10 – Handling the big spider for 10 minutes on their own

9 – Handling the big spider for 5 minutes with the therapist

8 – Touching the big spider (that’s being held by the therapist)

7 – Being in a room with a bigger spider

6 – Touching a small spider (that’s being held by the therapist)

5 – Looking at a small spider in the open

4 – Looking at a small spider in a container

3 – Looking at videos of a spider

2 – Looking at pictures of a spider

1 – Imagining a spider


Exposure therapy is also a good opportunity for therapists to address and eliminate any negative coping mechanisms, such as avoidance behaviour, that indirectly maintains the phobia.

  • Acceptance and commitment therapy (ACT)

The main values of ACT are to train people into accepting that maladaptive thoughts and/or sensations can happen beyond one’s control that does not require an action; and to choose a direction in life that one values and commit to taking actions towards achieving it. In the treatment of anxiety disorders, people are taught to come to terms with their anxiety-related discomfort by accepting them as sensations the way they are without the extensive interpretation of what it means. Adaptive behaviours and skills can be taught to people so that the act of engaging in these behaviours allows people to move closer to their life direction. Therefore, in ACT, the former provides relief while the latter encourages change.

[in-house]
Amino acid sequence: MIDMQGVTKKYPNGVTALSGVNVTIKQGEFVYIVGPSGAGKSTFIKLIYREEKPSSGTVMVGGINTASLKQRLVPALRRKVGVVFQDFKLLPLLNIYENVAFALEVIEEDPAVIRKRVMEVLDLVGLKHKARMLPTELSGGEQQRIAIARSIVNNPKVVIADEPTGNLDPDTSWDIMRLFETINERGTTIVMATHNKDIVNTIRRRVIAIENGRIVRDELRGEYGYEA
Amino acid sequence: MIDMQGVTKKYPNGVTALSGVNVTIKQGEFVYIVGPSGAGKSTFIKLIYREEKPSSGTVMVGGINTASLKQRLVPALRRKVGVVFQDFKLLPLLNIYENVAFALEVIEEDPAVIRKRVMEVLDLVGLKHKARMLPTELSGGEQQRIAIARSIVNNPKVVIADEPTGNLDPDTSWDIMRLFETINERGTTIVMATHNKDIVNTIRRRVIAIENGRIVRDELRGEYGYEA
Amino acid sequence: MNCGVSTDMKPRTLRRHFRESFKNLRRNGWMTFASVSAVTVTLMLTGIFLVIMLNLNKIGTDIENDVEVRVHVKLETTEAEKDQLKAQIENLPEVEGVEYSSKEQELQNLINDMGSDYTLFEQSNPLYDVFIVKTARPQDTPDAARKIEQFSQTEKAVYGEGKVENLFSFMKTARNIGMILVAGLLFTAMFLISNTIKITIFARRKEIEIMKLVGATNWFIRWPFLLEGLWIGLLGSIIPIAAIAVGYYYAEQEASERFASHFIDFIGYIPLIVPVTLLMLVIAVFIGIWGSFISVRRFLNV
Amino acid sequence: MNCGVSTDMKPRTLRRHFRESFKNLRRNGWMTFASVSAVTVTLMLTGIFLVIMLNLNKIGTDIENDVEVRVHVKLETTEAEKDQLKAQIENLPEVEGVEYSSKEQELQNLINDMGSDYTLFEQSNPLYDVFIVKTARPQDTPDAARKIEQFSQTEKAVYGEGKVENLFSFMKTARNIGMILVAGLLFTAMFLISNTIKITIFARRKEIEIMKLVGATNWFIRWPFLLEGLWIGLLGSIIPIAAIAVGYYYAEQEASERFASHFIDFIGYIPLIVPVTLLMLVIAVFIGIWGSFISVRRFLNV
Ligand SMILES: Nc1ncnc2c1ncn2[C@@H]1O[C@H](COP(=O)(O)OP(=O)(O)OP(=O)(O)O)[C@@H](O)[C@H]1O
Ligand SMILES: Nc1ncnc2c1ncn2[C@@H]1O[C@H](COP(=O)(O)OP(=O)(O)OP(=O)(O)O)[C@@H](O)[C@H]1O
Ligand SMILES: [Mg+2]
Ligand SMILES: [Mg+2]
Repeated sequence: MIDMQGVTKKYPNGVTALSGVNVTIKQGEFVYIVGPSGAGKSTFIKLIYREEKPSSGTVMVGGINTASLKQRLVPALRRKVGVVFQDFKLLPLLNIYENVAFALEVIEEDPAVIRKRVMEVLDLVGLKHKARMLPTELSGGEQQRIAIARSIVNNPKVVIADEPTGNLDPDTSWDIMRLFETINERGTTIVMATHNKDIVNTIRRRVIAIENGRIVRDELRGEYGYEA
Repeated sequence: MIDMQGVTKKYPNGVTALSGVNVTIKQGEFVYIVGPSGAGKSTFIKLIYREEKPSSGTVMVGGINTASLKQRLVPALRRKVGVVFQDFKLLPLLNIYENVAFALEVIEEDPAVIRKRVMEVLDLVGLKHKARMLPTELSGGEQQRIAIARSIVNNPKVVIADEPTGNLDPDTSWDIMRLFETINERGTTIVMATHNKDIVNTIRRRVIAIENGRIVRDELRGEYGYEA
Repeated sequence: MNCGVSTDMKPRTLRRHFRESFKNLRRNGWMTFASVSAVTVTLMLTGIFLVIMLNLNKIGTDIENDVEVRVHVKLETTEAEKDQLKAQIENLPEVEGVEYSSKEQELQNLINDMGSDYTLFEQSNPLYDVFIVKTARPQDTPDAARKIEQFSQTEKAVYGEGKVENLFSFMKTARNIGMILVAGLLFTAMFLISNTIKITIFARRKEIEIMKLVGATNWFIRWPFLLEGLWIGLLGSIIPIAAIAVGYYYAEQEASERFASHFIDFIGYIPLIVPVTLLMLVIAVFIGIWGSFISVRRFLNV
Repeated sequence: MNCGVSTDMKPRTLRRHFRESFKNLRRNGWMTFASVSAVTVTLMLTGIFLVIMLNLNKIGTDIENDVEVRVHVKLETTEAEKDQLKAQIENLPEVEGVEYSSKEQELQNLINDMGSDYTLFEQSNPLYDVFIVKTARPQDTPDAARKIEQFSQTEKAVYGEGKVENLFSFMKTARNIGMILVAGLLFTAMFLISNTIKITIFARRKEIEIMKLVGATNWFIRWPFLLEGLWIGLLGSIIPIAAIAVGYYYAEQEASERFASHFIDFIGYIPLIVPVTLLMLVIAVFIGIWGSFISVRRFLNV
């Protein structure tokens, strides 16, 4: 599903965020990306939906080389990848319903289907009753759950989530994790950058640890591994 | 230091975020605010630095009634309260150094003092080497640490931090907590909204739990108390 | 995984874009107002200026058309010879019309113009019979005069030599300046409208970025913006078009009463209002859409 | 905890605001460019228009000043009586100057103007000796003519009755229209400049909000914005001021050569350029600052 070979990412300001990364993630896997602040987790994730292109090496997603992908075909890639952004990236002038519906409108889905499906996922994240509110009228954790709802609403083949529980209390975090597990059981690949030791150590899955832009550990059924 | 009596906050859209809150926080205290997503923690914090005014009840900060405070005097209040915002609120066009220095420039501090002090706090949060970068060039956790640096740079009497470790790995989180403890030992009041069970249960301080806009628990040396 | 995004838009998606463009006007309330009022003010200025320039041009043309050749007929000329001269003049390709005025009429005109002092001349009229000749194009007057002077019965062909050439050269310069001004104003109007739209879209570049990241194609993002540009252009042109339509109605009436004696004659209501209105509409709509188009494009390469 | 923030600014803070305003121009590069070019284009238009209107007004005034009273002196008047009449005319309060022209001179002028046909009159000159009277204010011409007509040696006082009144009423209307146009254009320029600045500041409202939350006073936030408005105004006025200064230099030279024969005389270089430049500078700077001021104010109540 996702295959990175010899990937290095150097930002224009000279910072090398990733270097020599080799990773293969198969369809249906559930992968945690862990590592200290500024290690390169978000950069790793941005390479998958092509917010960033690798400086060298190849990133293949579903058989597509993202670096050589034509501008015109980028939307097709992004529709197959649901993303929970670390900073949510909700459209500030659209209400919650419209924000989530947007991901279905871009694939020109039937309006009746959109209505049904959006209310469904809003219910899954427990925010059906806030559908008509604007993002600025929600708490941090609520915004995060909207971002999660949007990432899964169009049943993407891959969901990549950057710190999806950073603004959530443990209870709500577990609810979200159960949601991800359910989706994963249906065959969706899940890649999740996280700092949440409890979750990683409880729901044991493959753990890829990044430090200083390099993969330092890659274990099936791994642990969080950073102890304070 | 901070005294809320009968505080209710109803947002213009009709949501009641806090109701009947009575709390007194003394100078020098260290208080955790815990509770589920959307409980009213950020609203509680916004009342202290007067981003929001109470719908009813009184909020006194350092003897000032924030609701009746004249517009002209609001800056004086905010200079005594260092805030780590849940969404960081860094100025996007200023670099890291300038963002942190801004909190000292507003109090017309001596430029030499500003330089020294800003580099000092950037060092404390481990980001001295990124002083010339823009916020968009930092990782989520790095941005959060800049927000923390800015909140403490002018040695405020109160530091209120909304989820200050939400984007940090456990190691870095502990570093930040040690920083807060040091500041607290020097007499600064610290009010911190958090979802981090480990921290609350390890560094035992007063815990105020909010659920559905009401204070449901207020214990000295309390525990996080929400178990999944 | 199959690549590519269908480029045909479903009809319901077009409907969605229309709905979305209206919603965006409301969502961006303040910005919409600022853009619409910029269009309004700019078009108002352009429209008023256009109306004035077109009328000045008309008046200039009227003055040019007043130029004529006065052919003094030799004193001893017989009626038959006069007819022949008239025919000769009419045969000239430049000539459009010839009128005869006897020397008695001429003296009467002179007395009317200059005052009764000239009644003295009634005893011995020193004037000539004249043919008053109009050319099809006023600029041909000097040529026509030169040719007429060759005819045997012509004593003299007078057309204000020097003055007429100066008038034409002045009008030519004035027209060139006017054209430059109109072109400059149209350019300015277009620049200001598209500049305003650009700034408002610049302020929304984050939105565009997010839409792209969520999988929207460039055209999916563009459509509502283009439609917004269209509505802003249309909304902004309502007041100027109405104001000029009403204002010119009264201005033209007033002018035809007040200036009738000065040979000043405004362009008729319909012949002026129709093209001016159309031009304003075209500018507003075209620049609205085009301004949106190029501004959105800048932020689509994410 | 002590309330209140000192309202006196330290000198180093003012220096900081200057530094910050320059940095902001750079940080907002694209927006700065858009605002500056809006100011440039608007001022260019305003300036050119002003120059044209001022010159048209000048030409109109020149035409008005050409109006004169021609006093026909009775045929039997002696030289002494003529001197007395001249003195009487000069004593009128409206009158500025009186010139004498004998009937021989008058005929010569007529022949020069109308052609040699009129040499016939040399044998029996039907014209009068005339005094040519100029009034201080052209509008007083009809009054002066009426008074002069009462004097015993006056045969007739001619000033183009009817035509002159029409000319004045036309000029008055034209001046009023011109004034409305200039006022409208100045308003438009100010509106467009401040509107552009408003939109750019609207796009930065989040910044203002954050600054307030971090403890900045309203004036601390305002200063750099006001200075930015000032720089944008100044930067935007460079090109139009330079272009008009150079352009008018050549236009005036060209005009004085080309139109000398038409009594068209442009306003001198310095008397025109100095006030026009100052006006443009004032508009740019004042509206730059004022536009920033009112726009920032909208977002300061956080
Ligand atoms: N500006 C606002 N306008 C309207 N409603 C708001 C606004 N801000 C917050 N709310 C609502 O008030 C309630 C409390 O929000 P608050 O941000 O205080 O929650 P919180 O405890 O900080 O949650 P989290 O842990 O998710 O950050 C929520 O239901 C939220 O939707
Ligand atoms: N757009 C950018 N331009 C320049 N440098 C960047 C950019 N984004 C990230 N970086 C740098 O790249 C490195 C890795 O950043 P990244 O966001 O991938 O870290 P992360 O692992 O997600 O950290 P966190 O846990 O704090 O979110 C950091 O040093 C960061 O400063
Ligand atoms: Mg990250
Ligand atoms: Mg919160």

• Positive Psychology (PP)